Ehlers Danlos Urinary Retention

People who suffer from Ehlers-Danlos syndrome (EDS) may experience bladder issues such as stress incontinence or infection in the bladder. Some facts to be aware of when dealing with such symptoms and some tips on how to handle them are described below.

What is Ehlers-Danlos Syndrome?

Quite simply, EDS is a group of genetic disorders that affect the connective tissues in our joints, skin, blood vessels, and organs, among other things. Strength and flexibility are provided by connective tissue, which comprises a complex mixture of proteins (such as collagen). Different patients experience EDS in different ways, ranging from mildly loose joints to potentially life-threatening complications.

There are thirteen different types of EDS. EDS affects around 1 in every 5,000 persons globally, with some variants being extremely uncommon. While each has its unique set of features and consequences, they all result in very flexible joints, a condition known as hypermobility. Chronic joint pain, joint dislocation, early-onset arthritis, and slow wound healing are possible consequences of hypermobility.

EDS is a hereditary disorder that affects the nervous system. Researchers have discovered 19 distinct genes that are linked to the condition. The genes that encode the amount of collagen produced by the body are the most affected ones. The presence of a mutated collagen gene results in structural weakness, which then causes problems.

Genetic mutations confer a 50 percent probability of transmitting the gene to future generations in those who carry the mutations (whether they are silent carriers, have moderate symptoms, or have severe symptoms).

EDS does not have a cure at this time; however, effective therapies are available to control its symptoms.

What are the most prevalent subtypes of EDS, as well as their symptoms?

The most frequent variant of EDS is referred to as “classic EDS,” which is short for “classic EDS.” Extremely flexible joints, elastic skin, and delicate skin are some of the most common symptoms. Even within the subtypes, however, not every patient exhibits all of the associated symptoms. Hypermobility may be present in certain people without the presence of skin signs in others. In addition to the above symptoms, you may experience: easily bruised skin, muscle pain; muscle fatigue; redundant skin folds around the eyes; benign growths on pressure points (such as the elbows and knees); and heart valve problems. During a diagnosis, many doctors will use echocardiography in conjunction with genetic tests and a skin sample.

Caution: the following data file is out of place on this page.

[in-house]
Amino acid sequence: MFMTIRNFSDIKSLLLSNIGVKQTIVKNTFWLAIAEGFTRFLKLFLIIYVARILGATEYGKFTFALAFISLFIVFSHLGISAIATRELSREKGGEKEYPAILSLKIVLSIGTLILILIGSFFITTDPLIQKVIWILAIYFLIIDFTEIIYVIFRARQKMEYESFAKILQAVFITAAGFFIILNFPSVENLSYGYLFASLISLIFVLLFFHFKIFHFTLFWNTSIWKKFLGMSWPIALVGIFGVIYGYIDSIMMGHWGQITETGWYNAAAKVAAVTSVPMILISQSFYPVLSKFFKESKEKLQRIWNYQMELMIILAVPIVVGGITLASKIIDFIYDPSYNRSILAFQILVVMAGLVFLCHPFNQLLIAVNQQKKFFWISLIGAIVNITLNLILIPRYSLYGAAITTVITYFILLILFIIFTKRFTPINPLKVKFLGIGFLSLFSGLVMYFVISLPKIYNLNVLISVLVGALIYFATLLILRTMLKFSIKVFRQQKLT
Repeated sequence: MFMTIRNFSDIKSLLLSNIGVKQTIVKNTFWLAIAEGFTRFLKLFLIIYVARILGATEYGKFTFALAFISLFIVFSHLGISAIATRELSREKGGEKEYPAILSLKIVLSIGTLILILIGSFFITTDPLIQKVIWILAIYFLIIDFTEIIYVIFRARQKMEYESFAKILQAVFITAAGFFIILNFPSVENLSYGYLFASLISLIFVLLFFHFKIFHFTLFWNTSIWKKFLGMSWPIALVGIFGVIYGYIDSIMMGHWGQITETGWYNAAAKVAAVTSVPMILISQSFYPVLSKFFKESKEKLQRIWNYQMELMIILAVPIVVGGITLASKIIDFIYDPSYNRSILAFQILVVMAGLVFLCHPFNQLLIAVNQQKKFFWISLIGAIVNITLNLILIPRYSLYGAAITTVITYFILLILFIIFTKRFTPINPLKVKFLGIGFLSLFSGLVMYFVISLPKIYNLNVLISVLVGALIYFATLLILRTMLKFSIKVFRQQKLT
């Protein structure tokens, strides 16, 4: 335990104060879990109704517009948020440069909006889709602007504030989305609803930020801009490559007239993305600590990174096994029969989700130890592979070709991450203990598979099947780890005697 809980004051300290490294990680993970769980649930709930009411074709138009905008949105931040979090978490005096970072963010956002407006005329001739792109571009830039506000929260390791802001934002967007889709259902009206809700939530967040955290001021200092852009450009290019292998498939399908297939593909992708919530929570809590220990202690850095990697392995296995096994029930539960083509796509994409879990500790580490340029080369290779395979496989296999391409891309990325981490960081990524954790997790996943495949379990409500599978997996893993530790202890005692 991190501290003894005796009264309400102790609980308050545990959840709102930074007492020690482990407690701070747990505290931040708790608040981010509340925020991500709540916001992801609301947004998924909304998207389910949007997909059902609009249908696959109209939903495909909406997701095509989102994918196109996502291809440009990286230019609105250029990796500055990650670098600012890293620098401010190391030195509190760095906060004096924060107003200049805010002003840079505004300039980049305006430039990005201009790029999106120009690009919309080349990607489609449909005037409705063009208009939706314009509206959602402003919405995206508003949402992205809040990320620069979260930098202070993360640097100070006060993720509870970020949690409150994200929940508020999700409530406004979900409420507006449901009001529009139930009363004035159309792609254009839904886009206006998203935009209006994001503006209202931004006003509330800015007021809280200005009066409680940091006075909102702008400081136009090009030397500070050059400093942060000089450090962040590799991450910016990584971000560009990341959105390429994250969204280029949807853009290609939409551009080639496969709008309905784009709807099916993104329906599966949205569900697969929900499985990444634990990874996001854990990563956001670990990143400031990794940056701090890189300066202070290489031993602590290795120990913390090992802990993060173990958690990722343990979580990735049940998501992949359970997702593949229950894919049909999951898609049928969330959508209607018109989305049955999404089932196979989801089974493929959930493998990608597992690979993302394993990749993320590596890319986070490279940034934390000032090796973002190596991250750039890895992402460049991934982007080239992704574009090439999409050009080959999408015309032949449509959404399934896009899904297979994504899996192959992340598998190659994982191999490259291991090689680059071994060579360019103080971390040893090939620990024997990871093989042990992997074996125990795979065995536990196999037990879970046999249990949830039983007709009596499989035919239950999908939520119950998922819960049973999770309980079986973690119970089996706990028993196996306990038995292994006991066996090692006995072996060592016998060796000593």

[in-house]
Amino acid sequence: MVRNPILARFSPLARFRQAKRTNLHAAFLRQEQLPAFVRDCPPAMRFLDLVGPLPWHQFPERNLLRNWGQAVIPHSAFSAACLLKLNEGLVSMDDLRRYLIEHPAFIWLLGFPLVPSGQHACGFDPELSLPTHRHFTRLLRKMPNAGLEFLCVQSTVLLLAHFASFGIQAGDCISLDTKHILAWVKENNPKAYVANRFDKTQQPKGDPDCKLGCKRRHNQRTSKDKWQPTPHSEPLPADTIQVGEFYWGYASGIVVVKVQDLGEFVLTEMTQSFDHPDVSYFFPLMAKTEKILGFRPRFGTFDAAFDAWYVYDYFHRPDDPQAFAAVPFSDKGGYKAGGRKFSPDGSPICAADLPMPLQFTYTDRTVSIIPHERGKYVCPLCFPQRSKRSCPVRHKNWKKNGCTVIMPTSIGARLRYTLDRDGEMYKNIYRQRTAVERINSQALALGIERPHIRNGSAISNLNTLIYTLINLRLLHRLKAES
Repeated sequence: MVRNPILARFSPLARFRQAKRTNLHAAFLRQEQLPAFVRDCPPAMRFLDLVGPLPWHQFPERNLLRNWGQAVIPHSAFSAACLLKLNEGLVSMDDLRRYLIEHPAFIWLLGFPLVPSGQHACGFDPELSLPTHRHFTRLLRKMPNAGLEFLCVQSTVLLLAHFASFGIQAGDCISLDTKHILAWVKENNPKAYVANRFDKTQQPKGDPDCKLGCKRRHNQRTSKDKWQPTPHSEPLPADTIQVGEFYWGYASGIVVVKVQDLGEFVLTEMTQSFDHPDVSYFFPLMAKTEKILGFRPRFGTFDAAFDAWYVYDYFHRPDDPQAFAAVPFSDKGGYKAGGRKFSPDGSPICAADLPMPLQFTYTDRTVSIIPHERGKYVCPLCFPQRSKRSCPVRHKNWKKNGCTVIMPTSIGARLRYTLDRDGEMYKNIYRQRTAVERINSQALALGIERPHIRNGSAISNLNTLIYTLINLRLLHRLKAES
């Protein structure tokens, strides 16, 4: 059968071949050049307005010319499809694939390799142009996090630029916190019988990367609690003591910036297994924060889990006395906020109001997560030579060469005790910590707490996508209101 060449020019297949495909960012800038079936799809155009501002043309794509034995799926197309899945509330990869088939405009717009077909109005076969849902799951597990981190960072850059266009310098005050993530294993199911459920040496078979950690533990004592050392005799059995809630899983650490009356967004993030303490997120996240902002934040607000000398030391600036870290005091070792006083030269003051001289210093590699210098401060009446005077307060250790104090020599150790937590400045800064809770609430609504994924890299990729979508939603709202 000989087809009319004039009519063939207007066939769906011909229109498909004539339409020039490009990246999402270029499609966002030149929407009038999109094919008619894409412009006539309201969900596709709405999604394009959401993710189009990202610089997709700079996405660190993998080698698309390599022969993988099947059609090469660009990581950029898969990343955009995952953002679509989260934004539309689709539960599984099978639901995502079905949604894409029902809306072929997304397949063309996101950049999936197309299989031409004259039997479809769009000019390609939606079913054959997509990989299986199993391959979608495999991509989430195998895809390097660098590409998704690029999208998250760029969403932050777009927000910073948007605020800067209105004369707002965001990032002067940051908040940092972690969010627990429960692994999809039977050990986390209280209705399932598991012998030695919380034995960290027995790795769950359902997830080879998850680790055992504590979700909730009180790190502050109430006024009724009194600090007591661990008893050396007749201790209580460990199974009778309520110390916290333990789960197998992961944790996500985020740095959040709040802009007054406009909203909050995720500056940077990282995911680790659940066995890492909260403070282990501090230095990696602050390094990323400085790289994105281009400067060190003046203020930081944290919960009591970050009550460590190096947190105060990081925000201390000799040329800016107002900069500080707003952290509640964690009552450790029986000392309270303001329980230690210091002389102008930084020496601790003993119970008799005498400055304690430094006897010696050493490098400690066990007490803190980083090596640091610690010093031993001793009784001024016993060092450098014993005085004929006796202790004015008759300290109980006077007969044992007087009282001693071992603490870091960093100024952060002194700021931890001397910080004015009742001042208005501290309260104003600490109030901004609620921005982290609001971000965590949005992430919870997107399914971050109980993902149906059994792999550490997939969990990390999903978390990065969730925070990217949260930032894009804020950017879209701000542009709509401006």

Another subtype of EDS that has the potential to cause cardiac issues is vascular EDS. It causes the aorta, as well as the arteries throughout the body, to become weakened. This significant blood artery can burst and cause death if it is not repaired in time. Vascular EDS can also cause the walls of the uterus and the large intestine to become weakened. The patient’s features include a thin nose, a thin upper lip, small earlobes, and prominent eyes, among other things. Their skin is generally light and transparent, and it bruises readily as a result of this.

Hypermobile EDS is the last and most frequent kind of EDS (hEDS). Some of the signs and symptoms of this condition include loose joints, easy bruising; muscular discomfort; muscle tiredness; chronic pain; chronic degenerative joint disease, early-onset osteoarthritis, and heart valve issues. Genetic testing is not accessible for hEDS since there has not yet been a gene associated with it discovered. To rule out other possible reasons, clinicians look for three things: joint hypermobility, persistent muscle and joint discomfort (which may be accompanied by a family history of EDS), and the elimination of any other possible causes.

What is the impact of EDS on the bladder?

It seems to reason that EDS might have an impact on the urinary system. Connective tissue in the bladder aids in the movement required to remove waste products from the body. That tissue can become aberrant, resulting in urinary incontinence, overactivity of the bladder, and retention of bladder contents.

Connective tissue dysfunction can also induce uterine, vaginal, or bladder prolapse, resulting in bladder discomfort and other complications. Compared to those who do not have EDS, patients with EDS are more than twice as likely to develop urinary incontinence.

Pelvic floor dysfunction is common in EDS patients, and patients who receive pelvic floor physical therapy will benefit from it.

Those suffering from hEDS are more likely than others to experience bowel symptoms. When connective tissue in the intestine becomes impacted, it can cause constipation and motility problems. In rare situations, it can even result in the paralysis of the digestive tract, which is quite dangerous.

What causes EDS to produce bladder problems?

EDS is a connective tissue disorder affecting connective tissue throughout the body, including the bladder. This tissue is critical in enabling the movement required for the expulsion of waste from the body. Any irregularity in the connective tissue has the potential to impair this function.

Bladder difficulties in EDS patients might be caused by various factors, including abnormalities in the urinary tract and pelvis architecture in certain people, malfunction of the involuntary portion of the nervous system that regulates the bladder, inflammation, or bowel disorders.

Urinary Retention and EDS